Meyers Chapter 5

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40 terms · For beh sci 110

What three steps are basic to all our sensory systems?

1. Receive sensory stimulation, often using specialized receptor cells
2. Transform that stimulation into neural impulses
3. Deliver the neural information to your brain

Sensation

The process by which our sensory receptors and nervous system take in stimulus energies from our environment.

Perception

The process by which our brain organizes and interupts sensory information, transforming it into meaningful objects and events.

Transduction

Changing one form of energy into another. In sensation, the transforming of stimulus energies, such as sights, sounds, and smells, into neural impulses our brain can interpret.

Absolute Threshold

The minimum stimulation needed to detect a particular stimulus 50% of the time.

Subliminal

Below our absolute threshold for conscious awareness.

Priming

Activating, often unconsciously, associations in our mind, thus setting us up to perceive or remember objects or events in certain ways.

Difference Threshold

The minimum difference between two stimuli required for detection 50% of the time. We experience the difference threshold as a just noticable difference (or jnd).

Weber's Law

The principle that, to be perceived as different, two stimuli must differ by a constant minimum proportion (rather than a constant amount).

Sensory Adaptation

Reduced sensitivity in response to constant stimulation.

Perceptual Set

A mental predisposition to perceive one thing and not another.

Wavelength

The distance from the peak of one light or sound wave to the peak of the next.

Hue

The dimension of color that is determined by the wavelength of light; what we know as the color names blue, green, and so forth.

Intensity

The amount of energy in a light wave or sound wave, which we perceive as brightness or loudness, as determined by the wave's amplitude.

Retina

The light-sensitive inner surface of the eye; contains the receptor rods and cones plus layers of neurons that begin the processing of visual information.

Rods

Retinal receptors that detect black, white, an gray; necessary for peripheral and twiligh vision, when cones don't respond.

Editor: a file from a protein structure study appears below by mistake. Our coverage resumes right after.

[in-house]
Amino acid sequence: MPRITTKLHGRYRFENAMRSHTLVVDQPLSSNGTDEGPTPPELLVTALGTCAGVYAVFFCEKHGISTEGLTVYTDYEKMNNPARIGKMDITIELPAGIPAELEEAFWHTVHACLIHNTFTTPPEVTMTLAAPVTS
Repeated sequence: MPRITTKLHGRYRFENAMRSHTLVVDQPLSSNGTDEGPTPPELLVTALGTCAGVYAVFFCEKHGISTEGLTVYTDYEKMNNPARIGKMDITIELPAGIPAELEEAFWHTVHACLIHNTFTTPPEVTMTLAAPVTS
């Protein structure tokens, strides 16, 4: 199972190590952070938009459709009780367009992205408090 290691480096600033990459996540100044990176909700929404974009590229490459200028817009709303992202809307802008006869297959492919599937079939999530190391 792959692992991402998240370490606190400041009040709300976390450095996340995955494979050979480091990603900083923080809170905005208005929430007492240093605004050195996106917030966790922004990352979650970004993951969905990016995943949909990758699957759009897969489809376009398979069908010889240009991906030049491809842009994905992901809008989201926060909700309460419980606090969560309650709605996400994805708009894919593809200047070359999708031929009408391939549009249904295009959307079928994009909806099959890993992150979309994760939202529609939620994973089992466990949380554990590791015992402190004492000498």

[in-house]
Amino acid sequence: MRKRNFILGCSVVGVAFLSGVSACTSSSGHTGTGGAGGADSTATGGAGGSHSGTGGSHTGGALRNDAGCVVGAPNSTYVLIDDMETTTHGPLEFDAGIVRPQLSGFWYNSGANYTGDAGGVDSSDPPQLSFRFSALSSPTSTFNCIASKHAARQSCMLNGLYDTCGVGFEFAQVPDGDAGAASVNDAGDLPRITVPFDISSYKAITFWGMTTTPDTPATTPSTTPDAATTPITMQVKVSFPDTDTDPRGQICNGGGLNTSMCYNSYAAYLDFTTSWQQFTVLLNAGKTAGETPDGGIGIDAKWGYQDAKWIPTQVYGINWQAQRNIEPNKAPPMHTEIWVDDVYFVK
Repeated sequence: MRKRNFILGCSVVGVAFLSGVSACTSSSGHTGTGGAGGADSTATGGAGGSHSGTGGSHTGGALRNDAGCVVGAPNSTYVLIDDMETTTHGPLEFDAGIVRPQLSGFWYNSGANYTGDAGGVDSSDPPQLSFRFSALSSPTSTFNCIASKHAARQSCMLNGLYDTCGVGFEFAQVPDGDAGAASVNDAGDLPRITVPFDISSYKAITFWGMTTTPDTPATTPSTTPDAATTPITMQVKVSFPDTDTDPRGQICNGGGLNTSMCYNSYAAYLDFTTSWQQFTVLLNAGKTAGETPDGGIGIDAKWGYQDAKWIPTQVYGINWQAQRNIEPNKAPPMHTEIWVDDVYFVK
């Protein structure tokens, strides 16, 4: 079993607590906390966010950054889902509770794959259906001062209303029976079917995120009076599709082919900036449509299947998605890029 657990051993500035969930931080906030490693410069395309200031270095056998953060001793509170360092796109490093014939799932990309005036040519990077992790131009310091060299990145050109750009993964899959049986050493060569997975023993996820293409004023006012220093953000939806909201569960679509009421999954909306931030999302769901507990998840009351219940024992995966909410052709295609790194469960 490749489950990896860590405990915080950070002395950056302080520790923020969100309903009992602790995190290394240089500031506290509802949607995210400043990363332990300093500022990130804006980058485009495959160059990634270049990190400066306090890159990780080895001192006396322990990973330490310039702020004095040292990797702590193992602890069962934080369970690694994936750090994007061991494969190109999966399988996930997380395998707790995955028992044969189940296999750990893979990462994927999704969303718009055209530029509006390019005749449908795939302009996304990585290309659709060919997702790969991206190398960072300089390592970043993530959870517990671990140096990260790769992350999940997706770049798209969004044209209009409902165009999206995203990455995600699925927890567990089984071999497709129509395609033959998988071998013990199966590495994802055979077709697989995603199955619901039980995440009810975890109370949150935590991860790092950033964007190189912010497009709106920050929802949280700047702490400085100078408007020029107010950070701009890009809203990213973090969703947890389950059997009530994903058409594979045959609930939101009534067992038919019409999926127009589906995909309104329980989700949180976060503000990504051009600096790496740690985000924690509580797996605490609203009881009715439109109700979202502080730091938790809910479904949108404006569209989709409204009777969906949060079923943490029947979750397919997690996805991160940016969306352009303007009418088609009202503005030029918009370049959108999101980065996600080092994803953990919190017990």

Cones

Retinal receptor cells that are concetrated near the center of the retina; in daylight or well-lit conditions, cones detect fine detail and give rise to color sensations.

Optic Nerve

The nerve that carries neural impulses from the eye to the brain

Blind Spot

The point at which the optic nerve leaves the eye; this part of the retina is "blind" because it has no receptor cells.

Feature Detector

Nerve cell in the brain that responds to specific features of a stimulus, such as edges, lines, and angles.

Parallel Processing

The processing of many aspects of a problem or scene at the same time; the brain's natural mode of information processing for many functions, including vision.

Gestalt

An organized whole. Gestalt psychologists emphasized our tendency to integrate pieces of information into meaningful wholes.

Figure-ground

The organization of the visual field into objects (the figures) that stand out from their surroundings (the ground)

Grouping

The perceptual tendency to organize stimuli into meaningful groups.

Depth Perception

The ability to see objects in three dimensions, although the images that strike the retina are two dimensional; allows us to judge distance.

Visual Cliff

A laboratory device for testing depth perception in infants and young animals.

Binocular Cue

A depth cue, such as retinal disparity, that depends on the use of two eyes.

Retinal Disparity

A binocular cue for perceiving depth. By comparing images from the two eyes, the brain computes distance-the greater th disparity (difference) between the two images, the closer the object.

Monocular Cue

A depth cue, such as interposition or linear perspective, available to either eye alone.

Perceptual Constancy

Perceiving objects as unchanging (having consistent color, brightness, shape, and size) even as illumination and retinal images change.

ColorConstancy

Perceiving familiar objects as having consistent color, even if changing illumination alters th wavelenghs reflected by the object.

Perceptual Adaptation

In vision, the ability to adjust to an artificially displaced or even inverted visual field.

Audition

The sense or act of hearing.

Frequency

The number of complete wavelengths that pass a point in a given time (for example, per second)

Pitch

A tone's experienced highness or lowness; depends on frequency.

Cochlea

A coiled, bony, fluid-filled tube in the inner ear; sound waves traveling through the cochlear fluid trigger nerve impulses.

Hypnosis

A social interaction in which one person (the hypnotist) suggests to another (the subject) that certain perceptions, feelings, thoughts, or behaviors will spontaneously occur.

Sensory Interaction

The principle that one sense may influence another, as when the smell of food influences its taste.

Kinesthesis

The system for sensing the position and movement of individual body parts.

Vestibular Sense

The sense of body movement and position, including the sense of balance.

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